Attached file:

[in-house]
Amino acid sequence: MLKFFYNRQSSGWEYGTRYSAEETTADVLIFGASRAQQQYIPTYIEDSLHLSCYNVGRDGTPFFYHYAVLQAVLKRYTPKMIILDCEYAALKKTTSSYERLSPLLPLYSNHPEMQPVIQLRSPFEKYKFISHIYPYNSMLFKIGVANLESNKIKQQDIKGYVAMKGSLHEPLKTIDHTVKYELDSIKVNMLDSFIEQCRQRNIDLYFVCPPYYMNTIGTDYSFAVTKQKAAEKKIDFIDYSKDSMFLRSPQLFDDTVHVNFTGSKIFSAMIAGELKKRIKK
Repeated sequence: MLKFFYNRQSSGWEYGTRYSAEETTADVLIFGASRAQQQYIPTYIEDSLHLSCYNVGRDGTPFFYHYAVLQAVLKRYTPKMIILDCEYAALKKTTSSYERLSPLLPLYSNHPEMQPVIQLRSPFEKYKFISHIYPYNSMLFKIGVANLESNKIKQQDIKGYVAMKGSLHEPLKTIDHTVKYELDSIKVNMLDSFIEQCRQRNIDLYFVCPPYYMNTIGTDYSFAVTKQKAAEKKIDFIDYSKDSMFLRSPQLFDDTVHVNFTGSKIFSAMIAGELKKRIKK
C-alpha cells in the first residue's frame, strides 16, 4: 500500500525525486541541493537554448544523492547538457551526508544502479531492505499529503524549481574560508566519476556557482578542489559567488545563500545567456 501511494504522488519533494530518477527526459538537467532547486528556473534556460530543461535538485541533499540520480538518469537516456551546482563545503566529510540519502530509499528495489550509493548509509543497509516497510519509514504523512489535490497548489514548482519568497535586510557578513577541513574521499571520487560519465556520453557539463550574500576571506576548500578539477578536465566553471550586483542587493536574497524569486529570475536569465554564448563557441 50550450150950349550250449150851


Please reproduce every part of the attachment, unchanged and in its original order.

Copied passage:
[in-house]
Amino acid sequence: MLKFFYNRQSSGWEYGTRYSAEETTADVLIFGASRAQQQYIPTYIEDSLHLSCYNVGRDGTPFFYHYAVLQAVLKRYTPKMIILDCEYAALKKTTSSYERLSPLLPLYSNHPEMQPVIQLRSPFEKYKFISHIYPYNSMLFKIGVANLESNKIKQQDIKGYVAMKGSLHEPLKTIDHTVKYELDSIKVNMLDSFIEQCRQRNIDLYFVCPPYYMNTIGTDYSFAVTKQKAAEKKIDFIDYSKDSMFLRSPQLFDDTVHVNFTGSKIFSAMIAGELKKRIKK
Repeated sequence: MLKFFYNRQSSGWEYGTRYSAEETTADVLIFGASRAQQQYIPTYIEDSLHLSCYNVGRDGTPFFYHYAVLQAVLKRYTPKMIILDCEYAALKKTTSSYERLSPLLPLYSNHPEMQPVIQLRSPFEKYKFISHIYPYNSMLFKIGVANLESNKIKQQDIKGYVAMKGSLHEPLKTIDHTVKYELDSIKVNMLDSFIEQCRQRNIDLYFVCPPYYMNTIGTDYSFAVTKQKAAEKKIDFIDYSKDSMFLRSPQLFDDTVHVNFTGSKIFSAMIAGELKKRIKK
C-alpha cells in the first residue's frame, strides 16, 4: 500500500525525486541541493537554448544523492547538457551526508544502479531492505499529503524549481574560508566519476556557482578542489559567488545563500545567456 501511494504522488519533494530518477527526459538537467532547486528556473534556460530543461535538485541533499540520480538518469537516456551546482563545503566529510540519502530509499528495489550509493548509509543497509516497510519509514504523512489535490497548489514548482519568497535586510557578513577541513574521499571520487560519465556520453557539463550574500576571506576548500578539477578536465566553471550586483542587493536574497524569486529570475536569465554564448563557441 50550450150950349550250449150851